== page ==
May 21, 2009

"Century" may not be a return to the heights of adventure of the first two volumes of this series, but as it shows us; those days, and those stories; are long gone anyway.

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8.8
Low #16

Mar 13, 2017

Although we still don't know what happened with Stel's terrifying dead end last issue, this one brings us what "Low" always finds in the most unlikely places: hope.

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7.8
Nightwing (2016) #16

Mar 6, 2017

"Nightwing" continues to be a great book and now that it's core creative team is back, this latest storyline is working on all the right levels.

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10
Punisher (2009) #13

Feb 1, 2010

So, sure, when Samuel L. Jackson is calling David Mazzuchelli up to the stage at next year's Eisner Awards and all the 501st Stormtroopers clap, you may think that the right book is being honored. "Asterios Polyp" is a fine book to be sure, but let's be real here. "The Punisher" #13 has Frank Castle throwing the Man-Thing at a helicopter.

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8.0
Punisher: In The Blood #1

Nov 8, 2010

Remender has set up, with the prison explosion and the return of one of The Punisher's oldest foes, a potentially very interesting five issue series here. Franken-Castle is gone. And while I'll miss him, it seems like Remender is certainly capable of telling all kinds of different Punisher stories. I'm looking forward to seeing how this one turns out.

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7.0
Punisher: War Zone Vol. 2 #4

Jan 12, 2009

"Punisher: War Zone" is, after years of dark and resonant Max stories by Ennis, a relatively light affair. But it doesn't try to be anything else. There's no moral quandaries to deal with, no extended internal monologues. Just a seemingly endless series of bad situations for Frank Castle. It's simple stuff, but it's easy to see why you missed it so much.

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8.0
Runaways (2008) #11

Jun 30, 2009

With very little fanfare, no new #1 (or even a proper catch-up recap page), Kathryn Immonen and Sara Pichelli have completely reinvigorated and recaptured "Runaways," bringing it closer to its core simplicity and charm than it's been in a very long time. It's also refreshing to note that what started years ago as a book driven by the decidedly male angst of characters like Alex and under the creative guidance of two (albeit exceedingly talented and insightful) men, is now being created completely by women. Their take on the team (which is currently a bit lopsidedly female anyway) and driven primarily by the female perspective of adolescence, is on every level a welcome change, and a marvelous breath of fresh air.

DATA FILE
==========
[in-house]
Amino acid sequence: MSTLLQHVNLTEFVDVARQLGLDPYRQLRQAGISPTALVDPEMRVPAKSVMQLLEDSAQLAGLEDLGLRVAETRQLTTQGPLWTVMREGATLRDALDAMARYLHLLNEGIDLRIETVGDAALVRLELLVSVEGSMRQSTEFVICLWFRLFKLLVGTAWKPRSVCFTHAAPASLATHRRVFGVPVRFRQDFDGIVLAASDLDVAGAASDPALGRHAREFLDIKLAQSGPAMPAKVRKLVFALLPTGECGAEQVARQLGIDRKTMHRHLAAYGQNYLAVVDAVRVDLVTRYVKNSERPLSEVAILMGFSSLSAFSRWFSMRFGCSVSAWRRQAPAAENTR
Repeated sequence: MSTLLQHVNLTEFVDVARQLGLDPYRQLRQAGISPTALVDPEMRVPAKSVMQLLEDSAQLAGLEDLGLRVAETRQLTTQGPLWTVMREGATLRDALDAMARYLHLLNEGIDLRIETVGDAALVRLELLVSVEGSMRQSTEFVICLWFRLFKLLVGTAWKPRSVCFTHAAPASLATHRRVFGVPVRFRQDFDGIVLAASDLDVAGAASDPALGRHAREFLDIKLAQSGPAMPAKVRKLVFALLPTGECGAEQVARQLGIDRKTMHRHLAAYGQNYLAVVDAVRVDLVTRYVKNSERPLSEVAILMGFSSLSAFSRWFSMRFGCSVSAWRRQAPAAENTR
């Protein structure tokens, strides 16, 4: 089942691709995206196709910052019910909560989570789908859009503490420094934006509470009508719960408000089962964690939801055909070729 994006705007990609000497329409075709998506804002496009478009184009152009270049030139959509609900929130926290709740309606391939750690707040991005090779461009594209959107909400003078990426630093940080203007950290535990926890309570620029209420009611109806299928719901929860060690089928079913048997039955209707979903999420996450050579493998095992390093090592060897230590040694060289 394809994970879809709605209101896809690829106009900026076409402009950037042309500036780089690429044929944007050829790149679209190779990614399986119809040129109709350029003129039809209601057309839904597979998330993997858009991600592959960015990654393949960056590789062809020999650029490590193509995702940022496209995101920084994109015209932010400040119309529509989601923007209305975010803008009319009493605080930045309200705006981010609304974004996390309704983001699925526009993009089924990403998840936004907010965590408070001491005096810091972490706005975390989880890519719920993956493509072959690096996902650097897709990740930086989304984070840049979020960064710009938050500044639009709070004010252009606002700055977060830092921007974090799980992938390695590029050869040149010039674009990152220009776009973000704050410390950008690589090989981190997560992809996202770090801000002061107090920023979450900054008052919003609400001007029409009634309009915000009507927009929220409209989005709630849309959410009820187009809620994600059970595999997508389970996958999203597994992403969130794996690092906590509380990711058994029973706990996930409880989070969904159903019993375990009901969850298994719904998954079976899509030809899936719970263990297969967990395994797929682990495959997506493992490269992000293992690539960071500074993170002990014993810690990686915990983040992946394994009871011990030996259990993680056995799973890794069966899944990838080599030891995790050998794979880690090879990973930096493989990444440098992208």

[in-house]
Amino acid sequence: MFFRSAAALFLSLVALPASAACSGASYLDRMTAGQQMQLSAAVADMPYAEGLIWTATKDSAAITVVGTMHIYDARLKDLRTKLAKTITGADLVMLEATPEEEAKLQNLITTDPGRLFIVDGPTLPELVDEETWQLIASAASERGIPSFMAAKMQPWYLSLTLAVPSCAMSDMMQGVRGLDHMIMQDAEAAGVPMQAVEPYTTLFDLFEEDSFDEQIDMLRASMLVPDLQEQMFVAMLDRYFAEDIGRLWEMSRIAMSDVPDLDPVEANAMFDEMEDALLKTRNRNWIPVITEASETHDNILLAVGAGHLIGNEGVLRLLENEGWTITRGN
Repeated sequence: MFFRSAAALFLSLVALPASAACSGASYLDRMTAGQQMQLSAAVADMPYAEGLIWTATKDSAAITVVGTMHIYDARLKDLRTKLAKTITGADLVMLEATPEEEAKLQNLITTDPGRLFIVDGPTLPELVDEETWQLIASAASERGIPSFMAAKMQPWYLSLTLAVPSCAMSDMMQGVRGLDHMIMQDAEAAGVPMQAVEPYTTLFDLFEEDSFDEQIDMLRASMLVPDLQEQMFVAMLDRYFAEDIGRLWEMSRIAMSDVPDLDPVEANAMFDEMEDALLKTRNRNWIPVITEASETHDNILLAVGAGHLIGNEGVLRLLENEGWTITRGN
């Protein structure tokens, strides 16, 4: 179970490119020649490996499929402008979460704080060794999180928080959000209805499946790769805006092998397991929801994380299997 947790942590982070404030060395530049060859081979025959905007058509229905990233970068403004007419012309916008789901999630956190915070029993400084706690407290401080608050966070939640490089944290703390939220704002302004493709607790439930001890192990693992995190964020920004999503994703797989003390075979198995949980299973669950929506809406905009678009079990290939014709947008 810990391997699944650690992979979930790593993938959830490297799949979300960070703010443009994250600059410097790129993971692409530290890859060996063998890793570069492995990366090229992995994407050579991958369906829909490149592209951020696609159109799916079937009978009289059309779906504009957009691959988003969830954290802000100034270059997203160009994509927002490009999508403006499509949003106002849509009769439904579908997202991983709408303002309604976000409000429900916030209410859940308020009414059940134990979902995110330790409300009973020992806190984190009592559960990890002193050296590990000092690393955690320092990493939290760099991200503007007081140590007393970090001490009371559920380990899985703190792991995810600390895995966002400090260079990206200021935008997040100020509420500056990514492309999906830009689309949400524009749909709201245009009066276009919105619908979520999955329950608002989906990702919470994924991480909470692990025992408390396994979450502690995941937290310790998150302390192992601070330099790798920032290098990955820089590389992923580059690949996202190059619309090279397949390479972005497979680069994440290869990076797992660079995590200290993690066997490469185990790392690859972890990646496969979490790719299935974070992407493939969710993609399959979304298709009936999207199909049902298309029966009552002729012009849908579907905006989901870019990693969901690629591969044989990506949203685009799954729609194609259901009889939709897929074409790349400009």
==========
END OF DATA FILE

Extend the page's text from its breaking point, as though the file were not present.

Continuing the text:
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7.0
Scalped #27

Apr 10, 2009

While a stand alone story, it is also part three of "High Lonesome." The storyline started with a whopper of a set-up, but as is typical (and ultimately very enjoyable) with this series, that story has been bascially abandoned for further vignettes focusing on characters that have yet to be really lingered on. Nitz's story is an enjoyable one to be sure, I only wish it was told with an artist that worked just a bit better with the book's established tone.

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8.0
Secret Invasion #4

Jul 10, 2008

And now the really cool stuff can start.

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7.0
Secret Invasion #5

Aug 14, 2008

Hm, yeah. But where's the fun in that?

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6.0
Secret Invasion #8

Dec 7, 2008

But I have to say, I'm pretty excited for breakfast tomorrow.

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7.0
Secret Six Vol. 2 #8

Apr 15, 2009

One of the great strengths of this series has always been that inside all the chaos and betrayal and moral ambiguity are a solid core of believable characters. In a book about about a guy in a cat costume and a dude who fitted the top half of a pistol to his wrist and somehow found it more effective to fashion a ring of bullets to feed ammunition into it as opposed to just holding a gun in his hand like a normal person, that's no easy task. Simone, however, continues to prove that she is perfectly suited to the task.

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8.0
Siege #1

Jan 4, 2010

So, while it may not be the biggest or most eventful Event Book around, "Siege" #1 is certainly one of the best looking, and thanks to Marvel's commitment to crafting a coherent universe for its characters, signals the start of a major shift in its status quo. It's an interesting, almost television-like approach to take. Seeing the current status of Iron Man or Thor or Captain America in the book doesn't rely on arcane continuity from decades past, but rather simply rewards Marvel's current readers, the way a reveal in the seventeenth episode of a season of, say, "LOST" will call back to the season's second or third. It really allows Marvel to strengthen its line without alienating people who haven't read through every volume of "Essential Spider-Woman" and it allows what otherwise might be viewed as a bit of a slim read to have some implied weight beyond its pages.

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7.0
Siege: Embedded #2

Feb 9, 2010